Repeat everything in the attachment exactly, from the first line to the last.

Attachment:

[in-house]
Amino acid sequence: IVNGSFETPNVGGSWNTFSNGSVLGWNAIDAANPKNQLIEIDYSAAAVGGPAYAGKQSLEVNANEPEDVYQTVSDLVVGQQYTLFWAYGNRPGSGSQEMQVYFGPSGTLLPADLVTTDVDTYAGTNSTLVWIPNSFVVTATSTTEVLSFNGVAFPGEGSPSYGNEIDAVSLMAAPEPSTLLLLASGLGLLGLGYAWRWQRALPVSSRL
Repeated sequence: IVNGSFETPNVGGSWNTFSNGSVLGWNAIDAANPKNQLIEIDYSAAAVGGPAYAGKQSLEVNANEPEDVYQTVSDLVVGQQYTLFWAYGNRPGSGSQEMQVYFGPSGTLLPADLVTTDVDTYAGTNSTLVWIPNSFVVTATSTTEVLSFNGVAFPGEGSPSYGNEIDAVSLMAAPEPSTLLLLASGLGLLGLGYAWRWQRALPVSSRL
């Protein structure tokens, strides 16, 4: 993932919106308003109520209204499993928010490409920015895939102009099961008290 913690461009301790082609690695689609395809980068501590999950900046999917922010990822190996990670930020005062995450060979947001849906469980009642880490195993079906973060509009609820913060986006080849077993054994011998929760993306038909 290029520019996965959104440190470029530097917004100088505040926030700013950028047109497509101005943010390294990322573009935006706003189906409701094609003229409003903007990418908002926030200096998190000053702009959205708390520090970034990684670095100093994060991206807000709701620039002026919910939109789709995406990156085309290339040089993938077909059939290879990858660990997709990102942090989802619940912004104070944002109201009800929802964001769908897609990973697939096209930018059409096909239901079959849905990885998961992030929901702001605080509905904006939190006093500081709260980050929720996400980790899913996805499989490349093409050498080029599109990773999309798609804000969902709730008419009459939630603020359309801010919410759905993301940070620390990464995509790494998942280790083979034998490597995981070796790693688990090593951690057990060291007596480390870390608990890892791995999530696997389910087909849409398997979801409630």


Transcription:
[in-house]
Amino acid sequence: IVNGSFETPNVGGSWNTFSNGSVLGWNAIDAANPKNQLIEIDYSAAAVGGPAYAGKQSLEVNANEPEDVYQTVSDLVVGQQYTLFWAYGNRPGSGSQEMQVYFGPSGTLLPADLVTTDVDTYAGTNSTLVWIPNSFVVTATSTTEVLSFNGVAFPGEGSPSYGNEIDAVSLMAAPEPSTLLLLASGLGLLGLGYAWRWQRALPVSSRL
Repeated sequence: IVNGSFETPNVGGSWNTFSNGSVLGWNAIDAANPKNQLIEIDYSAAAVGGPAYAGKQSLEVNANEPEDVYQTVSDLVVGQQYTLFWAYGNRPGSGSQEMQVYFGPSGTLLPADLVTTDVDTYAGTNSTLVWIPNSFVVTATSTTEVLSFNGVAFPGEGSPSYGNEIDAVSLMAAPEPSTLLLLASGLGLLGLGYAWRWQRALPVSSRL
């Protein structure tokens, strides 16, 4: 993932919106308003109520209204499993928010490409920015895939102009099961008290 913690461009301790082609690695689609395809980068501590999950900046999917922010990822190996990670930020005062995450060979947001849906469980009642880490195993079906973060509009609820913060986006080849077993054994011998929760993306038909 290029520019996965959104440190470029530097917004100088505040926030700013950028047109497509101005943010390294990322573009935006706003189906409701094609003229409003903007990418908002926030200096998190000053702009959205708390520090970034990684670095100093994060991206807000709701620039002026919910939109789709995406990156085309290339040089993938077909059939290879990858660990997709990102942090989802619940912004104070944002109201009800929802964001769908897609990973697939096209930018059409096909239901079959849905990885998961992030929901702001605080509905904006939190006093500081709260980050929720996400980790899913996805499989490349093409050498080029599109990773999309798609804000969902709730008419009459939630603020359309801010919410759905993301940070620390990464995509790494998942280790083979034998490597995981070796790693688990090593951690057990060291007596480390870390608990890892791995999530696997389910087909849409398997979801409630």